You may be aware that a couple of grape growers in Marlborough have recently challenged the quality of Stanmore Farm vines.

It is important that you hear the facts directly from us. At Stanmore Farm we are proud of the excellent reputation we’ve built up over years of dedication to be one of the best nurseries in the business. That’s why we want to make sure you have the benefit of the facts behind the rumours, so you can continue to have confidence in us to provide the very best quality vines. 

In 2014 and 2015 we supplied one Marlborough-based customer with approximately 15,000 Sauvignon blanc grapevines. 

In 2016, the grower advised a proportion of vines had died (less than 1% and well within the 3% industry standard for loss). Not only did we replace the vines, but over several months we carried out our own analysis invested in independent analysis and advice from Eaton Crop Care, Plant Diagnostics in Christchurch, Plant & Food Marlborough and Dr David Jordan. Each concurred that the plant mortality rate was within industry standard, but assessed there were a range of issues that contributed to the vines dying.

The expert analysis diagnosed that a combination of factors contributed to the plant loss, including site/soil, plant management and weather conditions; leading to Cylindrocarpens (blackfoot), Botrysophaeria (trunk disease) and Verticillium Wilt (a soil-borne fungus that attacks vines when planted in ex cropping ground). This vineyard had nightshade plants at the bases of many vines and potatoes planted down the rows – both crops known to host the Verticillium fungus. There was also Glyphosate damage, among other management issues.

Where Cylindrocarpens is concerned, the advice was “Cylindrocarpen destructans mostly affects younger vines (up to 10 yrs old) causing a general decline and often eventual death. The fungus may be present in soil or may be introduced in planting material and is most troublesome in poorly drained soils and/or compacted soils. The fungus can produce resistant spores which can remain viable in the soil for a number of years. Infected plants are best removed and soil disinfested by planting green crops such as mustard as well as  pre- inoculation with mycorrhizal fungi which can help reduce incidence of blackfoot. However, the greatest predisposing factor for this disease is usually the soil conditions which may need remedial action.”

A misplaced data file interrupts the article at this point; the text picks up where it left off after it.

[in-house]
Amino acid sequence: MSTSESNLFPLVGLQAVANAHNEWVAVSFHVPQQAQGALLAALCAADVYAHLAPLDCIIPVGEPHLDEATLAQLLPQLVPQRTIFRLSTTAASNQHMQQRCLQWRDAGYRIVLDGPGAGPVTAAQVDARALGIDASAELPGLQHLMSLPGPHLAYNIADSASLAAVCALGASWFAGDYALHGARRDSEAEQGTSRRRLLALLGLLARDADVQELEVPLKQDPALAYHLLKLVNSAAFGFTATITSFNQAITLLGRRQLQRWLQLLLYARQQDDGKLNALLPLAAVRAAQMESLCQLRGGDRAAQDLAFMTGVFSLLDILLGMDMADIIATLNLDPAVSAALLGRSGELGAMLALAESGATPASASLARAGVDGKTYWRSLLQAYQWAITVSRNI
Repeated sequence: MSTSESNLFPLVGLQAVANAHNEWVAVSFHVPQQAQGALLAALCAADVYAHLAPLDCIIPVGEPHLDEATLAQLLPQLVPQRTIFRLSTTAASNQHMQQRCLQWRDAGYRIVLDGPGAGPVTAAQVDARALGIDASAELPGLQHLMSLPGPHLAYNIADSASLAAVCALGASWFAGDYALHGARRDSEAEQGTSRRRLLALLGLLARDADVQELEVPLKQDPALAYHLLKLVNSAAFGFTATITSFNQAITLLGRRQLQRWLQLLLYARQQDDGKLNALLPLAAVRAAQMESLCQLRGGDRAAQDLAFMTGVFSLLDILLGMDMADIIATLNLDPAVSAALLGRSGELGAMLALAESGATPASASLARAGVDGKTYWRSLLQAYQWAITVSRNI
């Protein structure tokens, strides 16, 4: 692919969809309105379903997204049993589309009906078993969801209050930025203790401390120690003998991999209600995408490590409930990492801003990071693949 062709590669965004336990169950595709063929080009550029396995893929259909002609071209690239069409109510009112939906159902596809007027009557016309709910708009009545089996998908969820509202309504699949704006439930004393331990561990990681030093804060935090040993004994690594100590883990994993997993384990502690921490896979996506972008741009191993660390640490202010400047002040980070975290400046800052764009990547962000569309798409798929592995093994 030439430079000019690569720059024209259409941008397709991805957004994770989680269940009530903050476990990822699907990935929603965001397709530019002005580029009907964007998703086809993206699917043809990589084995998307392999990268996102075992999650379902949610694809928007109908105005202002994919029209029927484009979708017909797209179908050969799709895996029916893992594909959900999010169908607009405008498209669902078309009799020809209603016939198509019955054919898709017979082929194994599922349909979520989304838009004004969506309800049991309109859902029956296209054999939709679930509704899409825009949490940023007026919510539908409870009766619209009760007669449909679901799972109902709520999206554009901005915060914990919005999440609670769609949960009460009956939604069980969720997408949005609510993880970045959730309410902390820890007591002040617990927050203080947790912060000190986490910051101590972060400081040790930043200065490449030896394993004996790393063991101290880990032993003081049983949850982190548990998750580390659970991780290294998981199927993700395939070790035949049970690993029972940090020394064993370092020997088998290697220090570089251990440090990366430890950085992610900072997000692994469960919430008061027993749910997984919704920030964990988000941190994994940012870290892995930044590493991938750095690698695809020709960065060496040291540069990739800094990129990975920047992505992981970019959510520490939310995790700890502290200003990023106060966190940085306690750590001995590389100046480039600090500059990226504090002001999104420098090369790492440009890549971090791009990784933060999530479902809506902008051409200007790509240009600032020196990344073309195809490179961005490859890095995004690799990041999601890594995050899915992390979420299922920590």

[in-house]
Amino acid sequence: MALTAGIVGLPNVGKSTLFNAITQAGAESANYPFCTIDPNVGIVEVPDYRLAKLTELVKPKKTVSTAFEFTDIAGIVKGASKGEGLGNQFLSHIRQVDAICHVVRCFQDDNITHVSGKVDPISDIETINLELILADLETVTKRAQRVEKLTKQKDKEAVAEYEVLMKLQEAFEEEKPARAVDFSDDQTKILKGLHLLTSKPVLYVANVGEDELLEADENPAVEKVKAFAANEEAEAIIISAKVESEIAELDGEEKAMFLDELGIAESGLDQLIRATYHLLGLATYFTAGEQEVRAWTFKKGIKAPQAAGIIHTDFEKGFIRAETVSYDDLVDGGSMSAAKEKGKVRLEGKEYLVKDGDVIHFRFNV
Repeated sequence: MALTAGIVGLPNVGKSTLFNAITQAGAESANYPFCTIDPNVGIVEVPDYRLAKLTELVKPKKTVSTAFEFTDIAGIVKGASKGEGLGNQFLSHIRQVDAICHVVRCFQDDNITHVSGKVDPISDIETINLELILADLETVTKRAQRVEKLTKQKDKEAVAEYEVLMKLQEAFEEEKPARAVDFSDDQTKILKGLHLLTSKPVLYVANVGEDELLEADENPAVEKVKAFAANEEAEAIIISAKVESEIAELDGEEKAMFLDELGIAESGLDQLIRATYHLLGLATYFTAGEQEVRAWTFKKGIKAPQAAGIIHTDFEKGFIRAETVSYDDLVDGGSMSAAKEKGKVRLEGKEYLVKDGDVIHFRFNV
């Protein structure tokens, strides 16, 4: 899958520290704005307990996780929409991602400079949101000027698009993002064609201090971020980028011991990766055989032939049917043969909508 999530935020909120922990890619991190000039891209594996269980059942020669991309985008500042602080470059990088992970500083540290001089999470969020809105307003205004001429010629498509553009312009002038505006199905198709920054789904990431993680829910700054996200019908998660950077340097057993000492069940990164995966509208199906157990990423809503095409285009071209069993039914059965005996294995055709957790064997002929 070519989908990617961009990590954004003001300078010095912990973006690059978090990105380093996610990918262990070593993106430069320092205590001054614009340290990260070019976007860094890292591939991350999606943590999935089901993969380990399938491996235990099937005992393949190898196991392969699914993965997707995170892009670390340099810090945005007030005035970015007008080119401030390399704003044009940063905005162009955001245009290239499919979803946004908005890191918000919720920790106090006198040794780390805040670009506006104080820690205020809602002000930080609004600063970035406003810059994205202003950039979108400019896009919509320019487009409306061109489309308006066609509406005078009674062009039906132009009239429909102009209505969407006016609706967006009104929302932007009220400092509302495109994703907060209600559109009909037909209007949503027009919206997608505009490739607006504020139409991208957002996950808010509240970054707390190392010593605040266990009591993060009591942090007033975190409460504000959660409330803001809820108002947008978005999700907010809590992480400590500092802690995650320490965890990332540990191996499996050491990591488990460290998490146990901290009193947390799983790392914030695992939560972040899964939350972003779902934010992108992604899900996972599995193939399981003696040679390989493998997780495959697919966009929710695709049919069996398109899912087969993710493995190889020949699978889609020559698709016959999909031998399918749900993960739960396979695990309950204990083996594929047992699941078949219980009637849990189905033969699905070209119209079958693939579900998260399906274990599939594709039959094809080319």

And “Botryosphaeria (associated with Grapevine Trunk Disease complex) enters through wounds such as pruning cuts; research has shown that the application of a wound dressing can significantly reduce disease infection. It is possible that these fungi could have entered during the graft process.”

Despite the analysis confirming a range of contributing factors, we replaced 345 (2.3%) plants in total for the grower, between 2016 and 2017. Very recently we have offered to replace any further plants that have deteriorated after the very wet spring.

Meanwhile, a second grower in Marlborough, who planted over 32,000 vines we supplied in 2014, lost around 10% of his vines over the past 3 years which is obviously higher than we would like and certainly warranted investigation. We found parts of his vineyard planted in an area of compromised drainage, and as expected, there were many dead vines in this area. 

He subsequently appears to be contacting growers challenging the quality of Stanmore Farms’ product and suggesting a systemic quality issue. This is despite us working closely with him to identify the issues, and to fund half the replanting cost of replacement vines, plus the full cost of buying 3250 vines from a different nursery.

We take these criticisms very seriously and want to assure you that nothing has changed in terms of our commitment to growing the very best vines and working closely with our customers to ensure they achieve the very best results.